|Back-To-School – Keeping Kids Healthy
Children are starting a new school year, so ensuring your child’s optimum health needs to be a joint effort of the home and the school. Parents and schools can partner to keep kids healthy by the elimination of germs, the avoidance of allergens, and the management of asthma.
Eliminating germs is obviously a key factor in keeping kids healthy. Urging children to wash their hands frequently is vital. I knew I couldn’t depend on my children to wash their hands at school, but I always had them wash off the school germs as soon as they got home. Encourage your school to put an emphasis on frequent hand-washing. When soap and water are not available, a hand sanitizer is a good alternative. I put a small bottle in my sons’ lunch boxes.
Wiping surfaces with a broad spectrum disinfectant like Vital Oxide also makes a big difference. It will even eliminate E. coli and MRSA (the super germ). Vital Oxide is great at home wherever germs lurk. And ask your school to try it, too. It is odor-free, totally safe, and it’s also a great mold fighter.
Allergies In Kids - Allergen Avoidance and Asthma Management
The home and school can also partner to provide allergen avoidance and asthma management for children. You may find that your child’s school recognizes the importance of allergen avoidance and asthma management and has already taken steps toward that goal. You may find that your child’s school is willing to create an allergy/asthma safe zone, but they do not know how to go about it. Or you may find resistance due to lack of understanding or lack of funds.
It may be up to you to advocate for an allergy/asthma safe environment. Although schools want to provide an atmosphere that will promote health, they may not be aware of what is needed to create an allergy and asthma safe zone. Tell them that there are 14 million missed days of school in the US every year due to allergies and 10 million missed days due to asthma. Now that you have their attention, explain the steps that schools need to take:
For schools that are serious about allergen avoidance and asthma management, the American Lung Association provides an excellent resource called the Asthma-Friendly Schools Initiative Toolkit.
- Schools need to maintain relative humidity under 50% to minimize the growth of mold and the presence of dust mites. This can be determined with a humidity gauge. One of this month’s specials is a free humidity gauge with every order of $100 or more. You can use it at home or donate it to your child’s classroom. The gauge may indicate that a dehumidifier is needed to lower humidity, especially in warm months.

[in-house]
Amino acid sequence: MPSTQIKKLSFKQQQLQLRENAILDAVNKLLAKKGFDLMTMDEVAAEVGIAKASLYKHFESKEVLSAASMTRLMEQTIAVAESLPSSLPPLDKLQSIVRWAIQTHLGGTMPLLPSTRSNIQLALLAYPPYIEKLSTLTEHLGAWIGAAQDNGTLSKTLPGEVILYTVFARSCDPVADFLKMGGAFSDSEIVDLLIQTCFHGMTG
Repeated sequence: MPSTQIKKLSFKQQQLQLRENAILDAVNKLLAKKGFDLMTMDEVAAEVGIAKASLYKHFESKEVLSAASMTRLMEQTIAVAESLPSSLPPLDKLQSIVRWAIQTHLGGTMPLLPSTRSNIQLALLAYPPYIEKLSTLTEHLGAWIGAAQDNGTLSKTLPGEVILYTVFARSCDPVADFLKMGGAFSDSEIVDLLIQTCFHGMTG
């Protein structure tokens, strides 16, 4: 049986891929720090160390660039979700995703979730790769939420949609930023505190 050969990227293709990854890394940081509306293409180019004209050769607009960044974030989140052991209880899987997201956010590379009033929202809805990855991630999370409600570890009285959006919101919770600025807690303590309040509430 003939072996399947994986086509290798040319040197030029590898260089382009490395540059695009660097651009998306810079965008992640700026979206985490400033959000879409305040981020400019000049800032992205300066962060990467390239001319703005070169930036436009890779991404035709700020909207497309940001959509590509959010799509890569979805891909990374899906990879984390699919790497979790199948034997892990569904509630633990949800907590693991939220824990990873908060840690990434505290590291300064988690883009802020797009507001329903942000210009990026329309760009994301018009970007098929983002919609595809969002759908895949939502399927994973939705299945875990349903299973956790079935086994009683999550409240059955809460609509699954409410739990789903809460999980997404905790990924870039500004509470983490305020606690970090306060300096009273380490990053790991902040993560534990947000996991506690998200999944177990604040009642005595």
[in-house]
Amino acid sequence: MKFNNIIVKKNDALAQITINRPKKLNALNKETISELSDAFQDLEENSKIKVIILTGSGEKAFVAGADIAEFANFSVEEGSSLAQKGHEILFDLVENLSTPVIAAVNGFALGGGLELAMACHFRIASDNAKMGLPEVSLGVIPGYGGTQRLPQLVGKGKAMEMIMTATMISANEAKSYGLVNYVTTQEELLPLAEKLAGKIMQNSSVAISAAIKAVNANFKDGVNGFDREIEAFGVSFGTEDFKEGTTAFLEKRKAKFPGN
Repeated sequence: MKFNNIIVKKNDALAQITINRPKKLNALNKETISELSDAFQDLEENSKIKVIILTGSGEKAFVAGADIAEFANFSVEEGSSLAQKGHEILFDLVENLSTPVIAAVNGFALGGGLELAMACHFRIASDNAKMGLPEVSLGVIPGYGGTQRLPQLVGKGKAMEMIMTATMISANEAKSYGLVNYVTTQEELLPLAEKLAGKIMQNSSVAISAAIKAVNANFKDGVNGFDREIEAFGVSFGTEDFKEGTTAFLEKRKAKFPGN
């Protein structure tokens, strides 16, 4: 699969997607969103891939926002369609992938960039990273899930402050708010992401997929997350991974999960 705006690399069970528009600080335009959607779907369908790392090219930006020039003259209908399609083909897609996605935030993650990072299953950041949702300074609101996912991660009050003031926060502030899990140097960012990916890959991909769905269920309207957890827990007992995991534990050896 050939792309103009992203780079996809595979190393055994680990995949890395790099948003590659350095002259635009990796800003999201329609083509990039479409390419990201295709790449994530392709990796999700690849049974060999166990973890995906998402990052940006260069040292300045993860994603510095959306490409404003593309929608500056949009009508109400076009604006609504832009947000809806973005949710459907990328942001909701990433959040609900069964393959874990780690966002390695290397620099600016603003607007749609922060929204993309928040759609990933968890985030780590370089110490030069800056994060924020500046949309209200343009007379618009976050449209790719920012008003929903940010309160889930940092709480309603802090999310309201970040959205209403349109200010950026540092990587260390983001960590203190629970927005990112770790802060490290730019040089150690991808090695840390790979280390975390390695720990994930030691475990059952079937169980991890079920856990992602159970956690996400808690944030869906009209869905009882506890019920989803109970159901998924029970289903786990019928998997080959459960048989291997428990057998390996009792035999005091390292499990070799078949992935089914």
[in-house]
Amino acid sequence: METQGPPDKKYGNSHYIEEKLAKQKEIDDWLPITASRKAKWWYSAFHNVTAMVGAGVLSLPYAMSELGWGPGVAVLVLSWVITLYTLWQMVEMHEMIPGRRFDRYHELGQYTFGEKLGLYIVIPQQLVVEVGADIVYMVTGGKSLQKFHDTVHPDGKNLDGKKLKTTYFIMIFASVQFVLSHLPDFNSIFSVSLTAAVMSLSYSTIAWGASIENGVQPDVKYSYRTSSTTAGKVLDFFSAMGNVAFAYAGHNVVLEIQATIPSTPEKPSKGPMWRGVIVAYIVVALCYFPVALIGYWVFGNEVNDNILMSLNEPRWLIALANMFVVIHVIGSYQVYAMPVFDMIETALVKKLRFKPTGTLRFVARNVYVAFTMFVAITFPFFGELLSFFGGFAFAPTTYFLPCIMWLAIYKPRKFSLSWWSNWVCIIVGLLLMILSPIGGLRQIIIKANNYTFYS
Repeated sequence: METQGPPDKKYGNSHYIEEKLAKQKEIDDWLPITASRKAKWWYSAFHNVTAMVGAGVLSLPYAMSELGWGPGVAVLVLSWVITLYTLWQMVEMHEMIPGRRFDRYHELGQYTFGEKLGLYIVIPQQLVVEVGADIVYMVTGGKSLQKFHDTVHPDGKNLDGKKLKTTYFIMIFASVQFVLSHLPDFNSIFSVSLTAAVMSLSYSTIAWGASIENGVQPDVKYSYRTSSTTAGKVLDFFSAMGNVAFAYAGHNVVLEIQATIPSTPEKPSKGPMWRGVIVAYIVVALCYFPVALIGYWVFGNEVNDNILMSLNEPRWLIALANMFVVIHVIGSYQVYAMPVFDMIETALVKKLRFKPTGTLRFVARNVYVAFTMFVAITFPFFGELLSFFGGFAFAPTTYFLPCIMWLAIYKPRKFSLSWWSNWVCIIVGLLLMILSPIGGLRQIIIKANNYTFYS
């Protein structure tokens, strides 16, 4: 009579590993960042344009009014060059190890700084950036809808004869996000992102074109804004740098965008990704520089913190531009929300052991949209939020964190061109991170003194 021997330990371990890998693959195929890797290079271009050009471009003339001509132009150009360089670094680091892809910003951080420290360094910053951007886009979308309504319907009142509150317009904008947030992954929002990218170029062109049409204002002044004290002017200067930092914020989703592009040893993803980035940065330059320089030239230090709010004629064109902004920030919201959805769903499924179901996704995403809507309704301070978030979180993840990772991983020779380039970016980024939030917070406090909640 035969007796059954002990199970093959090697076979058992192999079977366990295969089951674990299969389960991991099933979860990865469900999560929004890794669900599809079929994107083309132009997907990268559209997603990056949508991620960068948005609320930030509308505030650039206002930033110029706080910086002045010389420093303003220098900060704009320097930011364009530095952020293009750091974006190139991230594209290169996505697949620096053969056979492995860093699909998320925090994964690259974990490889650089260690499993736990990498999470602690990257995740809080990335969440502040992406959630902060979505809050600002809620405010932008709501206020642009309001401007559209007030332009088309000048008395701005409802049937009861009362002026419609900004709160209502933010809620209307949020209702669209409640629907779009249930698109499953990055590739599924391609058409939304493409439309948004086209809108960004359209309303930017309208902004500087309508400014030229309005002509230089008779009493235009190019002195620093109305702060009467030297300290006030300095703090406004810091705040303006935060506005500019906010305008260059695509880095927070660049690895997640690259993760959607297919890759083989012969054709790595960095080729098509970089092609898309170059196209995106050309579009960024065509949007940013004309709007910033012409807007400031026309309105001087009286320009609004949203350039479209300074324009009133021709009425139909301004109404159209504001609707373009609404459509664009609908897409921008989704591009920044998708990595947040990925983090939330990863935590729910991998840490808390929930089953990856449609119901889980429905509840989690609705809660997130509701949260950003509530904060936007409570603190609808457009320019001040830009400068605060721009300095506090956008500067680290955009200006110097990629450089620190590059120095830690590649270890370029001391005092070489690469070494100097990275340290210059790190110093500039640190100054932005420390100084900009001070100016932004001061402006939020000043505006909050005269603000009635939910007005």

- Schools need to control dust with frequent dusting and vacuuming to reduce exposure to the elements of dust such as dust mite excrement, pet dander, mold spores, etc. Encourage the school to use HEPA vacuum cleaners so dust is not returned to the air in the vacuum’s exhaust. Recommend HEPA air purifiers for the classroom to remove 99.97% of airborne particles that are .3 microns in size or larger. An air purifier needs to be chosen to accommodate the size of the classroom. If it is a very large room, it might be necessary to have more than one air purifier. The air purifier must be run all night as well as when the classroom is in use during the daytime. The cost of operation is very small, but the benefit is huge.
- Schools need to examine classroom pet policies with regards to children who have allergies and asthma.
- Schools need to control exposure to pollen by keeping windows and doors closed in the spring and fall during prime pollen times.
- Schools need to exterminate cockroaches and alert parents of children with allergies or asthma when spraying will take place.
- Schools need to have a plan in place in the event a child goes into anaphylactic shock due to a food allergy or an insect sting or bite.
- Schools need to be sensitive to the individual needs of children with allergies and/or asthma.
Provide The School With Essential Information
If your child has asthma or an allergy, it is critical to supply the school with essential information needed to maintain daily health or in the event of an emergency. Use an action plan such as the Asthma Action Plan from the American Academy of Asthma, Allergy and Immunology. You may want to ask your child’s doctor to help you. Make sure copies are kept by all key personnel such as main office, nurse’s office, lunchroom, classroom teacher, physical education teacher, and other teachers who may be responsible for your child during the day.